-a sudden thought flashed across my mind, supply, but because the mother of my child bright as the beams of the rising sun to the must be religious as well as amiable; the bewildered traveller. “It must be so-then wife of my bosom must be united to her why this melancholy--this deep conflict of God. feeling ?” All was accounted for by the “ To a woman of your delicacy I need say idea that a parent has much to take into no more, than that you are too charming, consideration. I gave the reins to my ima- and might become too dear. What I have gination, and for one short moment, was I already said has been wrung from my heart with more agony than I had thought myself and yet it will be pleasant to think sometimes capable of feeling again. Farewell! and if when I am suffering, that you would gladly the assistance of a true and faithful friend be near me. May God be good to you, as can ever be of service to you in any future you have been to me. I will pray for you difficulty, remember one who never can for- in the long night, when I cannot sleep; and get you."

if ever time hangs heavily upon you, if As if in mercy to me, Eleanor was per- friends are unkind, or you are tossed about mitted to sleep soundly that night. In the without a home, think, if it be any consolamorning I learned that Morton had gone out tion to you, that you are remembered in the early, saying that he should not return until supplications of a poor child." the evening of the following day. I could Eleanor talked and wept until wearied nanot misconstrue his meaning. He wished ture was worn out. I told her that I had not to meet me again. While sending me concluded to set off with the first dawn of the forth from his home, he had done what he morning. Before she sighed her last farecould to smoothe my way. He had told the well, her strength was so much exhausted domestics that circumstances had occurred that I could perceive the poignancy of her to induce me to leave his family immedi- grief was gone; and before I stole out of her ately. The great difficulty was with poor chamber, I had the satisfaction of feeling her Eleanor. For her he had left a note, and breathe quietly, and regularly, as I stooped when I returned, after having placed it in down to gaze once more upon her calm and her hand, I found that she had buried her beautiful face. face in the pillow, and that her tender frame It was through the dull haze of a winter's was almost convulsed with the violence of morning that I turned to look again into that her grief; but while trying to comfort her, 1 peaceful valley. I saw the light from the was enabled, in some measure, to forget my window I had called my own-I saw it for own. I sat with her all that day, and to the last time glimmering through the trees. wards evening we could both converse more The river was still gliding on-all nature calmly.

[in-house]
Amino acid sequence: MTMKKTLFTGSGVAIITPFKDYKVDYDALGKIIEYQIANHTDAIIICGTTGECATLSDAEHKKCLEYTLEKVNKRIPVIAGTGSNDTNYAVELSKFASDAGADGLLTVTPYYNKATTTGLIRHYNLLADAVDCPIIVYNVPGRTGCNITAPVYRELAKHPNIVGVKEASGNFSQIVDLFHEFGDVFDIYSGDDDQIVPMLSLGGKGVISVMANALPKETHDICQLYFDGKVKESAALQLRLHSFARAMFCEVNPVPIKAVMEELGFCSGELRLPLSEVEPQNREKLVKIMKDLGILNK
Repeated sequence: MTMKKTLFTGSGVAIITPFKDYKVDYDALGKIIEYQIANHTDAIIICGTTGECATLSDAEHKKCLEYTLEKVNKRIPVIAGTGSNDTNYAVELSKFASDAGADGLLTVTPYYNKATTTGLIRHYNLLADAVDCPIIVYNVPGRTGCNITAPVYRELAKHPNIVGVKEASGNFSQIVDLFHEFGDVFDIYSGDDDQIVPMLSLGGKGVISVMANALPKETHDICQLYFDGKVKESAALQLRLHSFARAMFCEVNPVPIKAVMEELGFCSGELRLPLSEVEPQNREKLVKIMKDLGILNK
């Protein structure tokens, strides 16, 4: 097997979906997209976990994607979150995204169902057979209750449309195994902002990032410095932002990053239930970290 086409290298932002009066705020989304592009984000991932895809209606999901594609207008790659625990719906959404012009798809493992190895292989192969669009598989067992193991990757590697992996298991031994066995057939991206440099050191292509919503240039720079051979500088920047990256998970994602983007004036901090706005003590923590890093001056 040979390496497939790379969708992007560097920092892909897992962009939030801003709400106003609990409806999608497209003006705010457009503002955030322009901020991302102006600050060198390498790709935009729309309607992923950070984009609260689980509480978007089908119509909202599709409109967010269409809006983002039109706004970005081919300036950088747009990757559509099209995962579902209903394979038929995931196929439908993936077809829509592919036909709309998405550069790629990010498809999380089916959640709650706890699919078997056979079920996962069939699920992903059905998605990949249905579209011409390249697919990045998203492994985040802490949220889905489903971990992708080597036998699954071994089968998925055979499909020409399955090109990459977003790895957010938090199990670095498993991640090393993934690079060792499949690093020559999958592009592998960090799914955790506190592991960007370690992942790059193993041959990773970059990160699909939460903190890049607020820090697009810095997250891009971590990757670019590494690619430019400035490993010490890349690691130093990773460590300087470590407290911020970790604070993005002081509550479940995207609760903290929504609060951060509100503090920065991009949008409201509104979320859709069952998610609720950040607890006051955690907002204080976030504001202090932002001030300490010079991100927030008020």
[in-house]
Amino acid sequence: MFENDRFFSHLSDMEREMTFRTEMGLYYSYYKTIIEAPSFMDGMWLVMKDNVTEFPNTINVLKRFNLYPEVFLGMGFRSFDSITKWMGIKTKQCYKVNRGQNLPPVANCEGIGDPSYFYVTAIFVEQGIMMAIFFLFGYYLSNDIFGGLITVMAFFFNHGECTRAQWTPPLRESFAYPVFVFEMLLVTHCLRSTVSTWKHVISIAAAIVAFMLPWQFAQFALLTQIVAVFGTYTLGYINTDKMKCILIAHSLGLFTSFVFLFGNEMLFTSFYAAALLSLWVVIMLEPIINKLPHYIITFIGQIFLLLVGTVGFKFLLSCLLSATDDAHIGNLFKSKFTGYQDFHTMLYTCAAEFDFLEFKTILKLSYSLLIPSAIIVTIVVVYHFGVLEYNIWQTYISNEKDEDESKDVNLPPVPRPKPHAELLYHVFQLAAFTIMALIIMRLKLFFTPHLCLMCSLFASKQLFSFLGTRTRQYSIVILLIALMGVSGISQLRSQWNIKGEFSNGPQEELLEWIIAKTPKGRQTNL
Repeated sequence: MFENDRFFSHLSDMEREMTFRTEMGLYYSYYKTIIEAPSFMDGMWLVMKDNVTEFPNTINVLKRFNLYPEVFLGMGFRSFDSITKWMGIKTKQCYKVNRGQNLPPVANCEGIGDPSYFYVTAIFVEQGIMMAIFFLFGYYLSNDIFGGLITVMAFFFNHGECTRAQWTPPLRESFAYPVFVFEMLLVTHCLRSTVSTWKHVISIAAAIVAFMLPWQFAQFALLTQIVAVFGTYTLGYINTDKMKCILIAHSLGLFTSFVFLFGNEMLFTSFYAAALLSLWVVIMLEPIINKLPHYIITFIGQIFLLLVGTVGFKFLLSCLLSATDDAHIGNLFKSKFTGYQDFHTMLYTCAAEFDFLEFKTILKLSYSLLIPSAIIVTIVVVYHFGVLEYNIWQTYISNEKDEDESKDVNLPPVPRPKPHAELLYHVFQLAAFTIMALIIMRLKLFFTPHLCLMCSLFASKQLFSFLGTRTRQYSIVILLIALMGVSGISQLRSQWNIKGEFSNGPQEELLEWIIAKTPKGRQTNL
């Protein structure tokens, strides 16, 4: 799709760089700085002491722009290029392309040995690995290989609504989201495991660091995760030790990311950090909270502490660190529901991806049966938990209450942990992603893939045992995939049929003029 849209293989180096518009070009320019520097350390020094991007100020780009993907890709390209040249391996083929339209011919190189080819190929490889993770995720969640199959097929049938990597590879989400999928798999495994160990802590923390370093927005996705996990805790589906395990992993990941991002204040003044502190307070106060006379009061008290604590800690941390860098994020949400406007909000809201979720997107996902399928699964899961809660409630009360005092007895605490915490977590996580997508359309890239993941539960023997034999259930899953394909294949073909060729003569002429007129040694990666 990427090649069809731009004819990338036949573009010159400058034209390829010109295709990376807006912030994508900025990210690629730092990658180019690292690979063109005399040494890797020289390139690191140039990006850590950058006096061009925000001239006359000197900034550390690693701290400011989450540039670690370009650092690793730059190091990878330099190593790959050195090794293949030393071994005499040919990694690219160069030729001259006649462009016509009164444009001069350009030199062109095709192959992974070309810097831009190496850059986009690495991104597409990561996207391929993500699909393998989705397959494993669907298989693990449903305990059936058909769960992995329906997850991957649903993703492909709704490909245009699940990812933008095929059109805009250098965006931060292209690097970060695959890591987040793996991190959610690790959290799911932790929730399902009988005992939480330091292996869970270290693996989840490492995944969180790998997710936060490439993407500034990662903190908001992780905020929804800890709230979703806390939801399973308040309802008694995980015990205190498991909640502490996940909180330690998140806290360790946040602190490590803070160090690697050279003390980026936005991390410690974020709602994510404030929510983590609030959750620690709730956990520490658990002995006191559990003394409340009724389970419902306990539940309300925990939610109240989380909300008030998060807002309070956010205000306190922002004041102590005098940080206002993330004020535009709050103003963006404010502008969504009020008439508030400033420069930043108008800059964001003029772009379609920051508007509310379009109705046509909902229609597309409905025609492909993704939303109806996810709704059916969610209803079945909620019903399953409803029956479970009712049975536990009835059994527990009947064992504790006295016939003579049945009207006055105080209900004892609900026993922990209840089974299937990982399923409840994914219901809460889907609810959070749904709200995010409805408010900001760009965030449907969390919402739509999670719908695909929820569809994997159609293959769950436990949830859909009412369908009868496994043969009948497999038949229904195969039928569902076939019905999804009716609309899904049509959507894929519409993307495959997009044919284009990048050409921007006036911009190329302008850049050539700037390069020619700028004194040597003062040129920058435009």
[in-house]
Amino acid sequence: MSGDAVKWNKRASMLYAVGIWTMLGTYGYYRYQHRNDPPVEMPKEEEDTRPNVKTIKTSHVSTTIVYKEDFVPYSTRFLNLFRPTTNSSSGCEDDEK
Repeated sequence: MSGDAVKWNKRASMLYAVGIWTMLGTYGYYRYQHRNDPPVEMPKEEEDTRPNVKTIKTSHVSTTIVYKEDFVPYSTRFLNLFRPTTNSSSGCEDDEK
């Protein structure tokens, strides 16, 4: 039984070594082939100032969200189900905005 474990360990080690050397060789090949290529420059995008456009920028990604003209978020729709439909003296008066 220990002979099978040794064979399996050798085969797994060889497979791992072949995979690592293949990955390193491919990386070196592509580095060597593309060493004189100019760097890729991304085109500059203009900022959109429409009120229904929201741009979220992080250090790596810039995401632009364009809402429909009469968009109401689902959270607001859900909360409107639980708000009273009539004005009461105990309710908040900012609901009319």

was the same as when I first beheld that “My father has not told me," said she, scene. Another spring would clothe those “why you are going to leave us, nor do I trees in verdant beauty, but no bright hope seek to know, for, had it been right that I of renovated gladness shone upon my path, should, he would not have concealed it from for mine was the winter of the soul. me. I almost wish you had never come;

THE END.

A

VOICE FROM THE VINTAGE,

ON

THE FORCE OF EXAMPLE:

ADDRESSED

TO THOSE WHO THINK AND FEEL.

BY MRS. ELLIS,

AUTHOR OF "THE WIVES OF ENGLAND," ETC., ETC., ITO.

AUTHOR'S EDITION,

COMPLETE IN ONE VOLUME.

NEW YORK:
HENRY G. LANGLEY, 8 ASTOR-HOUSE, BROADWAY.

1844.